Presentation of the Kavli Prize
On Tuesday His Majesty King Harald presented the Kavli Prize for outstanding research in the fields of astrophysics, nanoscience and neuroscience. The awards were presented during a gala event held at Oslo Concert Hall.
The award ceremony was hosted by former Minister of Culture and singer Åse Kleveland and US actor Alan Alda. A variety of musical performances were featured between the presentation of the prizes in the various fields.
King Harald presented the Kavli Prize to eight scientists:
- The Kavli Prize in Astrophysics was awarded to Jerry Nelson, Ray Wilson and Roger Angel for their crucial contribution to the development of giant telescopes.
- The Kavli Prize in Nanoscience went to Donald M. Eigler and Nadrian Seeman for their development of unprecedented methods to control matter on the nanoscale.
- The Kavli Prize in Neuroscience was awarded to Thomas Südhof, Richard Scheller and James Rothman for their work in establishing the exact molecular basis for neurotransmitter release.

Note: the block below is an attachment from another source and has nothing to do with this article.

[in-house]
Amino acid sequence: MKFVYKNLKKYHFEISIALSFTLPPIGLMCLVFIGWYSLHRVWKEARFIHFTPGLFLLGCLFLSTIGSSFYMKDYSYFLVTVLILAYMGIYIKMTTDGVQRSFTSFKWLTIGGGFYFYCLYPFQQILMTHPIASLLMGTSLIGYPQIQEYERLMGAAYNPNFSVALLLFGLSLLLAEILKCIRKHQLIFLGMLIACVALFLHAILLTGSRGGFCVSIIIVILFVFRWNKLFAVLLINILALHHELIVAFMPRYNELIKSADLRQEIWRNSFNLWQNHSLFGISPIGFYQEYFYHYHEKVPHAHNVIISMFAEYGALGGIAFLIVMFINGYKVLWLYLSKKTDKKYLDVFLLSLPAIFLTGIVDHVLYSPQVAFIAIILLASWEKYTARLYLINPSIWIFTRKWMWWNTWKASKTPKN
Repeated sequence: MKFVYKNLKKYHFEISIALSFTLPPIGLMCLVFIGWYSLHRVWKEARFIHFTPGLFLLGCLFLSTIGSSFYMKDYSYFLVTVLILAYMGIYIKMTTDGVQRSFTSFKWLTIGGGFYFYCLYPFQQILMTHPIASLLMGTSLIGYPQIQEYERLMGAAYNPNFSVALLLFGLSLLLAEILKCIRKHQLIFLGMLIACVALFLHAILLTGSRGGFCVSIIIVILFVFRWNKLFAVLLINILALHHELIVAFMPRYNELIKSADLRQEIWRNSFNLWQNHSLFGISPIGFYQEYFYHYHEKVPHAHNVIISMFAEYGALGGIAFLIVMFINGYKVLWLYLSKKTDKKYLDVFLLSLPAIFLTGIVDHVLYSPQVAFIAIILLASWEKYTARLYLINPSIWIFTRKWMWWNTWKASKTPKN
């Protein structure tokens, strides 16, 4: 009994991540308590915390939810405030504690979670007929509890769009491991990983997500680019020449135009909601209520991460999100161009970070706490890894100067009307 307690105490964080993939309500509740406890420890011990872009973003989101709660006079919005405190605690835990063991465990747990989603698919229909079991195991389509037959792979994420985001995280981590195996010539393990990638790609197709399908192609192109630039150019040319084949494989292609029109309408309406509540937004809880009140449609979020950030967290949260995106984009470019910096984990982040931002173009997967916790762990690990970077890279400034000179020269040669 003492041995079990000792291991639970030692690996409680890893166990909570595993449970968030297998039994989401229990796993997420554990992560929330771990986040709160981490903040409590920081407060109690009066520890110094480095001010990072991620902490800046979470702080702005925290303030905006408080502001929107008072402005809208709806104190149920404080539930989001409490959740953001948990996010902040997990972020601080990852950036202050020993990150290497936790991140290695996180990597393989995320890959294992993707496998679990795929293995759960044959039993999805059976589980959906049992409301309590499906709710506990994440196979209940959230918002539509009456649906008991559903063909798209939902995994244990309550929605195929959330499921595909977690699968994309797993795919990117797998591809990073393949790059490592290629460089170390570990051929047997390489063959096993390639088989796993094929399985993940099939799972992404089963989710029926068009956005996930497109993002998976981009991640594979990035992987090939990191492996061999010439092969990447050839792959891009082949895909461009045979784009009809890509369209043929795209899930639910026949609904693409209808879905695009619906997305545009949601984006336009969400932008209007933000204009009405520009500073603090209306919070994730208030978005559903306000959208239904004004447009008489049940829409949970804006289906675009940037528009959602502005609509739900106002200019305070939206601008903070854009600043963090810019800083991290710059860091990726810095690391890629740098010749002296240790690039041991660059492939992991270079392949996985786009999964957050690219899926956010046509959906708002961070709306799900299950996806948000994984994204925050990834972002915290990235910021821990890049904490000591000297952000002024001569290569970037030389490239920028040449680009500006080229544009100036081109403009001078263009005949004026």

The musical interludes during the gala event featured the orchestra Oslo Camerata, the soprano Silvia Moi and the tenor Didrik Solli-Tangen. The programme also included a performance by 13-year-old violinist Kerson Leong and the trumpeter Trond Sagbakken, also aged 13.
The Kavli Prize
The Prize was established to:
- Recognise outstanding scientific research
- Honour highly creative scientists
- Promote public understanding of scientists and their work
- Foster international cooperation among scientists
Each Kavli Prize consists of USD 1 million, a scroll and a gold medal for each scientific field. The Kavli Prize was awarded for the first time in 2008, and was presented on that occasion by His Royal Highness Crown Prince Haakon.
The Kavli Prize is awarded every second year and is a partnership between the Norwegian Academy of Science and Letters, the Kavli Foundation (US) and the Norwegian Ministry of Education and Research.
(Source: The Norwegian Academy of Science and Letters)
On Tuesday evening King Harald attended the official banquet held in honour of the Kavli Prize laureates. Minister of Research and Higher Education Tora Aasland was the host of the banquet, which took place at Oslo City Hall. The King met the laureates before the procession into the main hall. Some 500 guests were in attendance.
During the banquet James Roger Prior Angel spoke on behalf of the laureates. US humorist Bill Bryson, whose many works include the popular science book A Short History of Nearly Everything, was the evenings main speaker and entertained the guests with a lecture entitled An Even Shorter History of Nearly Everything.